Individual regions, however, can be forced to reimpose several restrictions seen in previous phases of the reopening plan if they show increasing positivity rates for seven out of 10 days and they have a seven-day sustained increase in hospital admissions for COVID-19 or a decrease to 20 percent capacity of intensive care unit beds.
The four counties currently in danger of reaching those metrics are Adams, LaSalle, Peoria and Randolph.
Pritzker was joined at the Peoria event by local legislators, including Democratic Sen. David Koehler, who said he was alarmed by reports about public behavior that he’d received from two local businesses.
“Both of these establishments asked for patrons to wear masks when they come through the door,” he said. “They have reported that their employees have just been brutalized by some members of the public who think that it's, you know, their right not to wear a mask. But you have to understand that these are businesses that are trying to protect the public, trying to protect their employees, and they need our help.”
Speaking later in the day in Ottawa, in LaSalle County, Pritzker delivered a similar message.
Both Peoria and LaSalle counties are in Region 2 of the state’s virus mitigation plan. Within that region, there have already been seven straight days of rising positivity rates and three straight days of rising hospitalizations.
Pritzker said the sources of the rising infection rates in Region 2 appear to be from shopping in big-box retail stores, house parties and workplaces.
If hospitalizations in the region continue to rise for four more days, Pritzker said, the region will see increased restrictions, which may be tailored locally around the sources of the increased spread.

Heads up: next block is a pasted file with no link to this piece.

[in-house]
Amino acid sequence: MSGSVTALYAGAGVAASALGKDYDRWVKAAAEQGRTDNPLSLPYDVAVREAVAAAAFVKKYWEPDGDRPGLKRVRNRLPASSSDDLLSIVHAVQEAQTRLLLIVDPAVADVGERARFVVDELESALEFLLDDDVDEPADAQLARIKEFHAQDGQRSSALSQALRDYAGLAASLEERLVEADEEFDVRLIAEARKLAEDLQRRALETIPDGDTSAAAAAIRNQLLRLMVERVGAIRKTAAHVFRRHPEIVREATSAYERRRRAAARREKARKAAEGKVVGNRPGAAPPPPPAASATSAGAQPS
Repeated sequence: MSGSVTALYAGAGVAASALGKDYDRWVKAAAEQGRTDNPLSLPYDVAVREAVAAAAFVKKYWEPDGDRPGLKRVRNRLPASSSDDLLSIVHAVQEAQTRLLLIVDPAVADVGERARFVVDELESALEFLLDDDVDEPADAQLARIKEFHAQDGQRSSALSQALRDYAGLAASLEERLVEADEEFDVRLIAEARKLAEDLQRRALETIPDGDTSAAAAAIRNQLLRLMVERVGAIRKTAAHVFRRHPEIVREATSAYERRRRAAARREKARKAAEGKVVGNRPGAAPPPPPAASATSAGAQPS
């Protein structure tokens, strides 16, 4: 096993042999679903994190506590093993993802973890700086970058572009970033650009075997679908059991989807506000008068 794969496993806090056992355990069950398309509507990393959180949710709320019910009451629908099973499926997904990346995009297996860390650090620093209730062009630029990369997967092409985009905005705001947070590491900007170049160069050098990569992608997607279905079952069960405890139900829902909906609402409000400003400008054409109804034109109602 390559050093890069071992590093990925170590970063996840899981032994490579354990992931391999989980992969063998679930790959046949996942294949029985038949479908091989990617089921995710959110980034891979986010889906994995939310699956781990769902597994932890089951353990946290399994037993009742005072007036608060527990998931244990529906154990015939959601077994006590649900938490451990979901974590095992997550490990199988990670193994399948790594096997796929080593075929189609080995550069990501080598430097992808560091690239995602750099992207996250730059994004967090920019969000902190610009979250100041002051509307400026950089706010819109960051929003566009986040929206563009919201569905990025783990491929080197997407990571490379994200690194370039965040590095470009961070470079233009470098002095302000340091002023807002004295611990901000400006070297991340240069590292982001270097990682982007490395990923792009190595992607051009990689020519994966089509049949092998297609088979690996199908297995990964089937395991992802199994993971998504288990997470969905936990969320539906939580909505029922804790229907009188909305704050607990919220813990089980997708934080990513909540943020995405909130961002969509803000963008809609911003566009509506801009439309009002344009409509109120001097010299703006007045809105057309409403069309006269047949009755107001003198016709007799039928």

Statewide, the Illinois Department of Public Health reported Thursday that it had confirmed 1,772 new cases of COVID-19 over the previous 24 hours, the highest single-day total since May 23, as well as 18 confirmed virus-related deaths. That brings the totals since the pandemic first hit Illinois to 176,896 cases and 7,478 deaths.
Those new cases came from 41,134 test results that were received over the day, for a single-day positivity rate of 4.3 percent, an increase of half a percentage point from the previous day. The state’s seven-day rolling average positivity rate held steady at 3.8 percent.
As of Wednesday night, 1,452 people in Illinois were hospitalized with COVID-19. Of those, 353 patients were in intensive care units, including 149 patients on ventilators.
Meanwhile, the U.S. Department of Labor reported numbers Thursday that show the pandemic is continuing to wreak havoc on the state and national economies.
More than 1.4 million Americans filed first-time unemployment claims during the week that ended Saturday, July 25, while nearly 16.9 million Americans were receiving continuing jobless benefits. Both of those numbers reflected increases from the previous week.
In Illinois, there were 32,465 new unemployment claims and 644,903 workers receiving continuing benefits, both slight decreases from the prior week but still at historically high levels.
Meanwhile, the Bureau of Economic Analysis, an agency within the Department of Labor, reported that the country’s gross domestic product, a general measure of the size of the economy, shrank during the second quarter at an annual rate of 32.9 percent, the sharpest single-quarter contraction ever recorded.
State-level data will not be available until Oct. 2.